Baseload electric generation is fundamental to reliability and affordability. Most baseload power plants in the U.S. generate electricity by burning fossil-fuels like coal and natural gas. In fact, over 60% of the electricity generated in the U.S. in 2021 was from fossil fuels and about 80% of our power needs were generated by a combination of fossil fuel and nuclear energy (see chart below). However, the reliability and affordability of electricity that Americans have experienced are being rapidly undermined.
Politicians and even some executives and corporate boards of directors of the nation’s largest investor-owned electric utilities have embraced a decarbonization agenda that is risking power reliability while simultaneously driving up costs. These decarbonization goals promote the early retirement of cost-efficient and reliable baseload fossil-fuel power plants.
Taxpayer-funded subsidies guarantee a profit for solar and wind generators even when the sun does not shine, and the wind does not blow. This puts coal and nuclear plants at a competitive disadvantage forcing many to permanently shut down while still having many years left of useful life. As a result, the Midwest has had 3,200 megawatts of coal and nuclear-generating capacity -enough to power 2.4 million homes- shuttered since last year.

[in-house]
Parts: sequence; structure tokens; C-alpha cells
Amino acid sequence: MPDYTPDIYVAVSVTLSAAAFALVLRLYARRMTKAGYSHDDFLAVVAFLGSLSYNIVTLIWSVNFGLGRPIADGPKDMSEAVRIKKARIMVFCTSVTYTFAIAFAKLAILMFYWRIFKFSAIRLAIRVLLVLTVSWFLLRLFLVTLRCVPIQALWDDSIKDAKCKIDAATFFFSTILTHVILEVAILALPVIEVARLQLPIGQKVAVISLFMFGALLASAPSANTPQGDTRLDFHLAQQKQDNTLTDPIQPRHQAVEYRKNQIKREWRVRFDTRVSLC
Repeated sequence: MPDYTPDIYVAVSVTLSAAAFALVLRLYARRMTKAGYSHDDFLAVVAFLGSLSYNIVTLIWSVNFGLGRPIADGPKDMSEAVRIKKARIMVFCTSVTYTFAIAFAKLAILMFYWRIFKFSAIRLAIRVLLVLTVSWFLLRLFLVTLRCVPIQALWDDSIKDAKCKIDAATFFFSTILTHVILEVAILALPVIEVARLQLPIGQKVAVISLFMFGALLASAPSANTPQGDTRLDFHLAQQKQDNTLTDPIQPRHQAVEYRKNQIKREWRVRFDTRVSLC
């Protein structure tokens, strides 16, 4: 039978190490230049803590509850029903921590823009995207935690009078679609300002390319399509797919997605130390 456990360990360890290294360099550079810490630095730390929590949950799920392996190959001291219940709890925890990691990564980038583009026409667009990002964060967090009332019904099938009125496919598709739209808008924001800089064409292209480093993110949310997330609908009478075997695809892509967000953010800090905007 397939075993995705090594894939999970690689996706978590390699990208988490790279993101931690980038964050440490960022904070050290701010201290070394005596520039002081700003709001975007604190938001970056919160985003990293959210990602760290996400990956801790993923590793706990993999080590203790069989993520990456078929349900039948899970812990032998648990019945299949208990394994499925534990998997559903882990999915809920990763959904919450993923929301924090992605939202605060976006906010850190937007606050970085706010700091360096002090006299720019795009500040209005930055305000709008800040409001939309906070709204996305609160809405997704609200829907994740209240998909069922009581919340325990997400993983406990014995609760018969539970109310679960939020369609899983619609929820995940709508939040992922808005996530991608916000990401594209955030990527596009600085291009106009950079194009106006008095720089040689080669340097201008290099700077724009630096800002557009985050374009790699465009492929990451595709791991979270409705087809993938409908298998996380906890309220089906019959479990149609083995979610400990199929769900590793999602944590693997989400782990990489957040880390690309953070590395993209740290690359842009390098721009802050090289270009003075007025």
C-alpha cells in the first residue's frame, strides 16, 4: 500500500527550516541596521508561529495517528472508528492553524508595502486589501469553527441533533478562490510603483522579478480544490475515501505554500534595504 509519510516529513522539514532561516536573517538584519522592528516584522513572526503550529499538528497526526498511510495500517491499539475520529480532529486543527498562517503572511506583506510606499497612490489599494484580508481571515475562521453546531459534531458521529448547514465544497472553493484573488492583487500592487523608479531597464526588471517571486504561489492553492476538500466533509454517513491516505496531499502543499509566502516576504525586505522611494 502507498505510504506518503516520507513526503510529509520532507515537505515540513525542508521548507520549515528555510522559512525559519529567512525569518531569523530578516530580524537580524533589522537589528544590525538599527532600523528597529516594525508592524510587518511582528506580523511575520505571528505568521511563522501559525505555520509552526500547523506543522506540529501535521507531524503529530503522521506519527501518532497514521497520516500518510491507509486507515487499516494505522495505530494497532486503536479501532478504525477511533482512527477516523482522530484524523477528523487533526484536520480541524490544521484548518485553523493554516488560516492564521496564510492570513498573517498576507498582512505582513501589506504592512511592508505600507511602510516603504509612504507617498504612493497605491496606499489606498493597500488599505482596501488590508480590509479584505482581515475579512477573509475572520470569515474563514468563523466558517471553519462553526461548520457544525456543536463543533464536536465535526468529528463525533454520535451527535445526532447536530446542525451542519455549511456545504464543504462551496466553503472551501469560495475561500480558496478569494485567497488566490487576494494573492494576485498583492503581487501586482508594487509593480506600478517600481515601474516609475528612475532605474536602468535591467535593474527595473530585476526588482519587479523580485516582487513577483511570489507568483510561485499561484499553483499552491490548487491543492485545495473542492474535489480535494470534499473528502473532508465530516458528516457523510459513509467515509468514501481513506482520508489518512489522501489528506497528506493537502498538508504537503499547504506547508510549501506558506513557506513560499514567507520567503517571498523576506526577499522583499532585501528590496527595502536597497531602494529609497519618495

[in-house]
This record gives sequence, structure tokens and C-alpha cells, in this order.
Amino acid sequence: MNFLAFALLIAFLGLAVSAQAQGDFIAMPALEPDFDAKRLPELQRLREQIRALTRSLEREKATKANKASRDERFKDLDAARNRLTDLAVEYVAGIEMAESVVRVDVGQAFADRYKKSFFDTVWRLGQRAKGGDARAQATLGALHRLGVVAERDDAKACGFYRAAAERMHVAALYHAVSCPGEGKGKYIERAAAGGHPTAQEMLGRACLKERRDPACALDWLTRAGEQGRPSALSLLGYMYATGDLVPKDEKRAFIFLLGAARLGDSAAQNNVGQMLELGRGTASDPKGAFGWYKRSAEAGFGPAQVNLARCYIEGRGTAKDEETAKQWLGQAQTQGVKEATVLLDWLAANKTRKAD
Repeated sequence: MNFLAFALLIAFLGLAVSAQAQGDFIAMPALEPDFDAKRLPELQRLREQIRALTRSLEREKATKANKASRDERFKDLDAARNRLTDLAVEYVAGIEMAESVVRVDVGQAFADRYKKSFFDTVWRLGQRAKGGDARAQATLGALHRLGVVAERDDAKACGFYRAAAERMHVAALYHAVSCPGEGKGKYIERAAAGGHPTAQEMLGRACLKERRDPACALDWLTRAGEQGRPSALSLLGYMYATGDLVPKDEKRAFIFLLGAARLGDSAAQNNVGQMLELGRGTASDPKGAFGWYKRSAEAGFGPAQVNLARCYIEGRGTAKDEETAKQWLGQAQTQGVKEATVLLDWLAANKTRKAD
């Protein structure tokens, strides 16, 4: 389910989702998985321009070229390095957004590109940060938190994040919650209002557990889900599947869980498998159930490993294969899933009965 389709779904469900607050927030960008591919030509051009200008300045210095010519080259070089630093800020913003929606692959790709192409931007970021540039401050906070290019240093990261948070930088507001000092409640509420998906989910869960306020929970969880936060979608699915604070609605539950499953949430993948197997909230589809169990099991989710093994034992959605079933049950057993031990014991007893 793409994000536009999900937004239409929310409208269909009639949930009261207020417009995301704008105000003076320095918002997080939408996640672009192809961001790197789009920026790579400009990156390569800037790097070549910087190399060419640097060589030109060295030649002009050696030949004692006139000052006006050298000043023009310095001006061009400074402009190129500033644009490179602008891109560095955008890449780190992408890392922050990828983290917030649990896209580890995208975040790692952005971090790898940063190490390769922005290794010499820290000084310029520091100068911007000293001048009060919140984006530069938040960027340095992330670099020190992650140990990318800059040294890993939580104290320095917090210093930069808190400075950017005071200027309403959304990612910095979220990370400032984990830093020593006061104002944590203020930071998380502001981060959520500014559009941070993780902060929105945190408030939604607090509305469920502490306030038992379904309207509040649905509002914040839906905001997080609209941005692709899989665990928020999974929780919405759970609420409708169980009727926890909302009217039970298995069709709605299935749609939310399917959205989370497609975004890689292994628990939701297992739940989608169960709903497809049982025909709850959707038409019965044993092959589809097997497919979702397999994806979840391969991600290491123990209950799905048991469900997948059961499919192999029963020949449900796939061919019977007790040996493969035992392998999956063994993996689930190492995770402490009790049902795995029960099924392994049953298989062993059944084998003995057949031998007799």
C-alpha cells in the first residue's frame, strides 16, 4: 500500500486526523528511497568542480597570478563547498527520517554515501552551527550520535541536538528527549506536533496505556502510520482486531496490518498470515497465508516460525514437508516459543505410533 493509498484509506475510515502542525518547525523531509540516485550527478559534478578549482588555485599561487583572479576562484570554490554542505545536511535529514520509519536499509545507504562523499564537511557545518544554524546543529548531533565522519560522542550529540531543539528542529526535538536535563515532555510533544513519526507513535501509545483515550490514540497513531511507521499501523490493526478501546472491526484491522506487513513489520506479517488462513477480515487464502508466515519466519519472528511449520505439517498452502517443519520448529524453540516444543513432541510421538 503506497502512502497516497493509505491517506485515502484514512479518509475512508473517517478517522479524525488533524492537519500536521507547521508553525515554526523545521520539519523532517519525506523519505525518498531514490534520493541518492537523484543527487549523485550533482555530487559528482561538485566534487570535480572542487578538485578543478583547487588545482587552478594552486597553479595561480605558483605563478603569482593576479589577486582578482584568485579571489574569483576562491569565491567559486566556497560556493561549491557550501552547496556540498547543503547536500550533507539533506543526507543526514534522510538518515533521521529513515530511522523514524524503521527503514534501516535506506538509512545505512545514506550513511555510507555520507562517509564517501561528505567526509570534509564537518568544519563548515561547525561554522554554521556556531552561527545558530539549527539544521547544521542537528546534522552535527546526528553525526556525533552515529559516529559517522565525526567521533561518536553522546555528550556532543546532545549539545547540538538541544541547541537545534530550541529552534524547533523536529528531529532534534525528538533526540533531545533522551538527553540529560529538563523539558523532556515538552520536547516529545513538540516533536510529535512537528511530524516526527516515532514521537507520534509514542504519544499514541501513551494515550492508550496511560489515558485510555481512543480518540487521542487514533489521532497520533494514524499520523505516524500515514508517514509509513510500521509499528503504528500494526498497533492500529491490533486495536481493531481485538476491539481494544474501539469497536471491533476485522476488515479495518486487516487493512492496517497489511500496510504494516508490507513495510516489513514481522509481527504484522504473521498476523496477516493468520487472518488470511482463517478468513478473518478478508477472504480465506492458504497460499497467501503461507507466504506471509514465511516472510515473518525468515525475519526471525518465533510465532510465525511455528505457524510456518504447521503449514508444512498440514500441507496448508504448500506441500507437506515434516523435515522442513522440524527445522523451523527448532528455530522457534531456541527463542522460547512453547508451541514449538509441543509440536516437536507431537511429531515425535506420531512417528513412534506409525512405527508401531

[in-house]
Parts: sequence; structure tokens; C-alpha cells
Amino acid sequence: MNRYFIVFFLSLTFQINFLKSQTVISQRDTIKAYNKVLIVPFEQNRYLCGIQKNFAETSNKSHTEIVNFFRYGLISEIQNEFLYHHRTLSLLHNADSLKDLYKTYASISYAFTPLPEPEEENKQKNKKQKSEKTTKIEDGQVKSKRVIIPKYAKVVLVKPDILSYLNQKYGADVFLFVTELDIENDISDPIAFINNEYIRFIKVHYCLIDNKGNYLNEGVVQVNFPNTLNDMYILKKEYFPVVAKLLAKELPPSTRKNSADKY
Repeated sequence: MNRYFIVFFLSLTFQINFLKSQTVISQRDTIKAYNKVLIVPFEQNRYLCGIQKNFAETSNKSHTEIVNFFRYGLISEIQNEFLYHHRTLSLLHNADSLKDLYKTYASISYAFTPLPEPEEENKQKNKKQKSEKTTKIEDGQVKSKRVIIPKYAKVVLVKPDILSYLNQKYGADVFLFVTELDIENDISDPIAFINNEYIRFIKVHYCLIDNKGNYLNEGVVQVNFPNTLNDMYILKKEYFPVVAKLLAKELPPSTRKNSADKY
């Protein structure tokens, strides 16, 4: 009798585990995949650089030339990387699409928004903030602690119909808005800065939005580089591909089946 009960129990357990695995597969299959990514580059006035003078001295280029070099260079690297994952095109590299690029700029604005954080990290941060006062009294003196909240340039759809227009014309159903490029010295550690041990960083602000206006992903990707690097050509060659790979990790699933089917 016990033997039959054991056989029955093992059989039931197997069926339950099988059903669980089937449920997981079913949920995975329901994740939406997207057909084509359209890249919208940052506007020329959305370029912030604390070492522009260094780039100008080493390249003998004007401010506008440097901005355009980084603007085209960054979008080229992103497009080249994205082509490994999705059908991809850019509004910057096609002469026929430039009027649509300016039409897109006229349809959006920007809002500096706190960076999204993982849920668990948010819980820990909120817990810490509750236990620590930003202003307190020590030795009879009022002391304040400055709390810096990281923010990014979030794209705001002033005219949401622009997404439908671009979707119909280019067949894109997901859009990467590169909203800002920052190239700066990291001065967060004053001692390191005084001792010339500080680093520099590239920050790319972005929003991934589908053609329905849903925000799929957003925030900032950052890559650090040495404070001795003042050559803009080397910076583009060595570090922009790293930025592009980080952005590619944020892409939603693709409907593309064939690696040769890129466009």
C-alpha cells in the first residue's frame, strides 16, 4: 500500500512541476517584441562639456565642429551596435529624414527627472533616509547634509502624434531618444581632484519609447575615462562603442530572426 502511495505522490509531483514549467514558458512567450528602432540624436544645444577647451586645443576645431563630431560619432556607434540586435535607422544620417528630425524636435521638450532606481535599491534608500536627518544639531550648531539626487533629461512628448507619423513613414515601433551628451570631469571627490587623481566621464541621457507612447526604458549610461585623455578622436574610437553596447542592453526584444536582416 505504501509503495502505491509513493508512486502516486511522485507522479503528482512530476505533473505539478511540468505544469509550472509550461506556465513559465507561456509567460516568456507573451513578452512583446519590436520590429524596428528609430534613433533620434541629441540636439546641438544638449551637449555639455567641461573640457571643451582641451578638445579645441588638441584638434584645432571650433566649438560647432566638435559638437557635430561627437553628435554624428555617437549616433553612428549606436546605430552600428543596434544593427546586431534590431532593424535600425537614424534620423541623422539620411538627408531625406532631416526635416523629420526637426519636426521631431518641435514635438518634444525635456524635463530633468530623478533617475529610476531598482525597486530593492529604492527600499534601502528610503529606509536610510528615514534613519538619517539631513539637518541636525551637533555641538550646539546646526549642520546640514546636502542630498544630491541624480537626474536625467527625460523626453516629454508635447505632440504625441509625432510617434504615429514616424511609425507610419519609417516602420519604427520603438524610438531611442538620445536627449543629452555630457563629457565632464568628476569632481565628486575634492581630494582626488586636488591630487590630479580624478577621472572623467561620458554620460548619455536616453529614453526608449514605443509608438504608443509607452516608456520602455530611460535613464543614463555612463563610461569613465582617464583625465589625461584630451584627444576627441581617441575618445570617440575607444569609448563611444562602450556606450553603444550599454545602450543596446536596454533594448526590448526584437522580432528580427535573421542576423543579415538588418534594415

Environmental cost compliance is also contributing to the accelerated retirement of these baseload plants to the detriment of electric reliability. The public announcement from Ameren Missouri to retire their Rush Island Energy Center south of St. Louis as early as 2025 is a classic example. At one time, the planned retirement of Rush Island was 2039, but the $1 billion price tag for additional environmental compliance is forcing its early closure.
This creates a supply gap between what a fossil-fuel generating station can produce running 95% (or more) of the time and intermittent solar and wind generators that generate electricity less than 20% of the time. This growing supply gap will weaken electric reliability, and the supply scarcity it creates is already causing electric prices to increase.
The Wall Street Journal ran a recent editorial titled “America’s Summer of Rolling Blackouts.” The article noted that the North American Electric Reliability Corporation (NERC) issued a warning that two-thirds of the U.S. could experience blackouts this summer. The WSJ opined, “welcome to the ‘green energy transition’.”
Although the probability for blackouts in our area is low this summer, extreme weather conditions that coincide with unplanned generation or transmission outages during periods of peak demand could comprise supply. If such an event would occur, members would first be asked to voluntarily raise their thermostat levels on their air-conditioners and to delay operating any appliances (i.e., electric clothes washer and dryer) until after the peak event has passed. Business members would be asked to voluntarily shut off any non-essential electric loads during the event. Voluntary and collective load shedding by our members would have a significant impact on peak demand and help to avert mandatory blackouts.
Electricity generated from fossil fuels is reliable and until recently affordable. While public policies continue to support taxpayer subsidies for renewable, albeit intermittent, power other policies impose unreasonable regulations on reliable baseload generation. Our nation’s haste to adopt renewable energy should not be at the expense of eradicating fossil fuels.